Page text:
IR operations are rapidly becoming an essential part of clinical management strategies for a variety of conditions; ranging from embolization approaches in the management of lower gastrointestinal bleeds (Oakland et al. 2019) or post-partum haemorrhage (Lindquist and Vogelzang 2018) to endovascular approaches for abdominal aortic aneurysm repairs (Chaikof et al. 2009). With the emergence and widespread endorsement of these techniques, there comes the relevant clinical responsibility. The extent to which this responsibility falls onto radiologists remains largely ambiguous and is often discordant between departments, hospitals and geographical areas. Nevertheless, the abundance of radiologically-guided procedures occurring daily in hospitals mandates a comprehensive approach to patient care, from the moment of vetting a referral to the point of discharging the patient from the IR department. Clinical documentation is a vital part, capturing the patient’s journey. In addition, it provides a measure of the performance of IR as a specialty and is an important part of maintaining a consistently high standard of care.
The aim of this pilot study was to establish the baseline performance of the current department with regards to clinical documentation and highlight, where appropriate, potential areas for improvement to maximise patient safety and continuity of care. In doing so, this provided a platform upon which an electronic proforma was created containing appropriate prompts to facilitate consistent, concise and accurate documentation for the completing clinician. The effects of which are implicit in the marked improvement of perioperative documentation completeness over the period of 18 months. Whilst there was a noticeable drop in performance following transition to electronic records, with several parameters suffering significantly, we attribute this to transitional adjustments where operators were only beginning to appreciate the way electronic records were being utilised as part of their new operative routine. This speculation is in fact reinforced by the results of the third audit, 18 months later, where improvements were observed across almost all parameters, suggesting that electronic records are indeed helpful and even more so in the presence of a proforma. On extrapolation to auditing processes in general, it is advisable to allow for a longer transition period for operators to familiarise themselves with the new record keeping system before re-assessment.
The stratification of study criteria into pre-, intra- and post-procedural information provided insight into whether there are specific timepoints in the patient journey where information collection and reporting may be lacking and thus requiring greater need for intervention. With the exception of post-operative documentation of the second audit, the other two audit cycles (paper-based and proforma) did not yield similar results. Although electronic transition, through the use of proforma, led to improvement in many of the documentation parameters, this does not entirely supersede the need for concurrent paper records for some of the parameters. For example, even though puncture site documentation was consistently excellent for both the paper-based and electronic records, the diagram on the front of the operative booklet for drawing the puncture site appeared to work well for most clinicians and aided immediate post-operative care. Furthermore, the consistently lower documentation rate for ‘Medications’ across all audit cycles, reflects more the fact that information remains dispersed rather than absent. A medication chart was present and completed in all patients’ operative booklets – however, identifying this was often problematic and time-consuming. The medication chart section in the proforma aims to encourage clear and more consistent medication documentation, with the downside, however, of often requiring duplicating clinical data. Complication recording was relatively low for both the paper-based and electronic records – a figure which improved dramatically with the proforma. In cases in which it was not appropriately documented, it was assumed that this was largely due to mere absence of complications.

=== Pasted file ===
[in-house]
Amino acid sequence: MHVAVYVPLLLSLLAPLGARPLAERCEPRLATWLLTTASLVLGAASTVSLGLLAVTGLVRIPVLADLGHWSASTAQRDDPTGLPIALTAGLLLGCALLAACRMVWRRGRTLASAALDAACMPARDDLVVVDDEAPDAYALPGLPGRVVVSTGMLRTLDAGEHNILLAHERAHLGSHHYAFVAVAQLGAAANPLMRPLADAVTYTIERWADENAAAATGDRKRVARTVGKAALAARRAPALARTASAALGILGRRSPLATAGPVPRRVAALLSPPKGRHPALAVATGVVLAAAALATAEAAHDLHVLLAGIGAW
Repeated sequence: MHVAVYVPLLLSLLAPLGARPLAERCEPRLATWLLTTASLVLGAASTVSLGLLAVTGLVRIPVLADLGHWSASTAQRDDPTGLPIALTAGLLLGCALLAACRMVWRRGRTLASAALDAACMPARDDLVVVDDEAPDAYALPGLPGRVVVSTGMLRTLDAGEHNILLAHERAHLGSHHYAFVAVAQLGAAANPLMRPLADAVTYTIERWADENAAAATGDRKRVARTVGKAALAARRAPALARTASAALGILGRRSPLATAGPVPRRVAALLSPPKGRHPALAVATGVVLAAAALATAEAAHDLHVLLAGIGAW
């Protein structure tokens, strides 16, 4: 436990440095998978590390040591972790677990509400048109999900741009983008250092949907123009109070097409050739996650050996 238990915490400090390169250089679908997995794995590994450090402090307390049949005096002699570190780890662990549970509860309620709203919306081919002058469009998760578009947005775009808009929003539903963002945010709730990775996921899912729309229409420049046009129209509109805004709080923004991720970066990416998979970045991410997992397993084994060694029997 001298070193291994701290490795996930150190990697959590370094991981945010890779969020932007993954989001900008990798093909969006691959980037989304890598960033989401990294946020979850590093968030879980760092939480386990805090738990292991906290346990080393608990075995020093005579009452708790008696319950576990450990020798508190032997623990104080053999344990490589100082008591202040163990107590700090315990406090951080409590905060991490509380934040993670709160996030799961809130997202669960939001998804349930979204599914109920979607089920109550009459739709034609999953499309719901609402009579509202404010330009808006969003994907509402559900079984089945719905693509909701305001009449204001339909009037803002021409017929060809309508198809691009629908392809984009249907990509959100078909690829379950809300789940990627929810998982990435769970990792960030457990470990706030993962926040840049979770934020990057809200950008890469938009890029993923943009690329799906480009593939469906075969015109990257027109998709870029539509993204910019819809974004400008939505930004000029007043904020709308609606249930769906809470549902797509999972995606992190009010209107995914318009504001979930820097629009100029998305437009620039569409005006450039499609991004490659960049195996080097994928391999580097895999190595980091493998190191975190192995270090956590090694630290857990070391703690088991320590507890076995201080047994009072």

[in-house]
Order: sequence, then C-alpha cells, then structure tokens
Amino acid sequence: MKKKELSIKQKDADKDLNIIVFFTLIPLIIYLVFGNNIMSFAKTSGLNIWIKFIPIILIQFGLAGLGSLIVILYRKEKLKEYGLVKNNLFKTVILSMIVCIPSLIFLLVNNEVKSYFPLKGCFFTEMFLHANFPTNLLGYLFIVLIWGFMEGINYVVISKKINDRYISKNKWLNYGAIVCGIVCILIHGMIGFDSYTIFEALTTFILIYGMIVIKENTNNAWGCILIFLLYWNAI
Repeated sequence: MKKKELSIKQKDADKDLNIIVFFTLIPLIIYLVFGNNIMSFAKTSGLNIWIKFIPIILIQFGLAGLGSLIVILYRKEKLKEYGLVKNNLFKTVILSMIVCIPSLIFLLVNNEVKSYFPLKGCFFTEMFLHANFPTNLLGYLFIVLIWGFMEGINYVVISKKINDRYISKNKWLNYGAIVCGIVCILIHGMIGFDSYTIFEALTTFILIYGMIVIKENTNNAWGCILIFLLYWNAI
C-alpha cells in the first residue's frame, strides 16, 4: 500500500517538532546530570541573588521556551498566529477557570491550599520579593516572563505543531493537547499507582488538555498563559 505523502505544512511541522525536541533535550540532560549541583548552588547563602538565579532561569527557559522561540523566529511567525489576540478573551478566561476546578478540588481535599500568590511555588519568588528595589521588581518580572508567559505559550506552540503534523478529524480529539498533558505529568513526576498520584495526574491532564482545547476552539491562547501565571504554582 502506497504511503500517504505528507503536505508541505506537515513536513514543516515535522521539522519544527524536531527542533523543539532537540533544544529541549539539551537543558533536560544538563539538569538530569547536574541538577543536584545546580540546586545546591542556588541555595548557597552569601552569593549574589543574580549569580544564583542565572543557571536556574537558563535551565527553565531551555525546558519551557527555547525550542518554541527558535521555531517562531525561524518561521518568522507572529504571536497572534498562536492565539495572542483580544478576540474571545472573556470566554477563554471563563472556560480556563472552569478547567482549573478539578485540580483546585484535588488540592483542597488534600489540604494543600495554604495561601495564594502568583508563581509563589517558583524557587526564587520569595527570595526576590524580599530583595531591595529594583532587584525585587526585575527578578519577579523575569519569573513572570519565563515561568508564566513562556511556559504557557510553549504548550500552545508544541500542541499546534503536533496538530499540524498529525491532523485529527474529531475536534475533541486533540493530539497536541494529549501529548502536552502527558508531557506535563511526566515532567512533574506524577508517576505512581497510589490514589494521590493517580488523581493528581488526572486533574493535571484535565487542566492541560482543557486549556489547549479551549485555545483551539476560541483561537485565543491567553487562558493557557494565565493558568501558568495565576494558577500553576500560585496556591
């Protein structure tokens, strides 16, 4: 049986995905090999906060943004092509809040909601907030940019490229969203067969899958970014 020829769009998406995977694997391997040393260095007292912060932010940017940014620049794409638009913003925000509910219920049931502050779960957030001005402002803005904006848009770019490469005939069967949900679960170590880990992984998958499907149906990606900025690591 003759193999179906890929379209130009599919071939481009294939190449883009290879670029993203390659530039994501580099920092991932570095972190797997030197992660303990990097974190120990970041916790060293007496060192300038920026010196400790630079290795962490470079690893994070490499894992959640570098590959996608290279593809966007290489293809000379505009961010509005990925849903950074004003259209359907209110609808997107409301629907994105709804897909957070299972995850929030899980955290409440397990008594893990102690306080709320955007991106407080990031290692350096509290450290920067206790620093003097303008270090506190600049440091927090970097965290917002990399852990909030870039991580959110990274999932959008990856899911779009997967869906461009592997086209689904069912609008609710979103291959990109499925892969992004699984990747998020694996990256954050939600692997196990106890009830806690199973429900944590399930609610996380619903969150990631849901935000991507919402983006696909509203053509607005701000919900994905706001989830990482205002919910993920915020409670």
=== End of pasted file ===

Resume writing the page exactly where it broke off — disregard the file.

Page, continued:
Proformas have traditionally played an important role in streamlining clinical documentation and smoothing out inconsistencies across departments. For example, as Barritt et al. recently showed, the use of procedure-specific computerised proformas for hemi-arthroplasty operations significantly improved the quality of reports to meet The Royal College of Surgeons of England guidelines (Barritt et al. 2010). Similarly, Laflamme et al. concluded that electronic note templates are superior to dictation services in improving both the efficiency and the comprehensiveness of perioperative documentation (Laflamme et al. 2005). A further benefit of proforma use includes the reduction in reporting variability such that greater transparency is achieved when it comes to reimbursement of procedures (Taslakian and Sridhar 2017).
Whilst this pilot has yielded encouraging results, it must be remembered that the scope of this audit was limited to radiologically-guided angiographic procedures. This limits the generalisability of the specific template to other IR procedures. Moreover, given that this is only a draft template, it will likely undergo further long-term evaluation before its official implementation. The study would benefit from longer-term data including bigger samples and use across different hospital sites. It would be interesting to observe performance across district general hospitals where IR departments are smaller, with a varied daily workload and with potentially fewer angiographic procedures per day.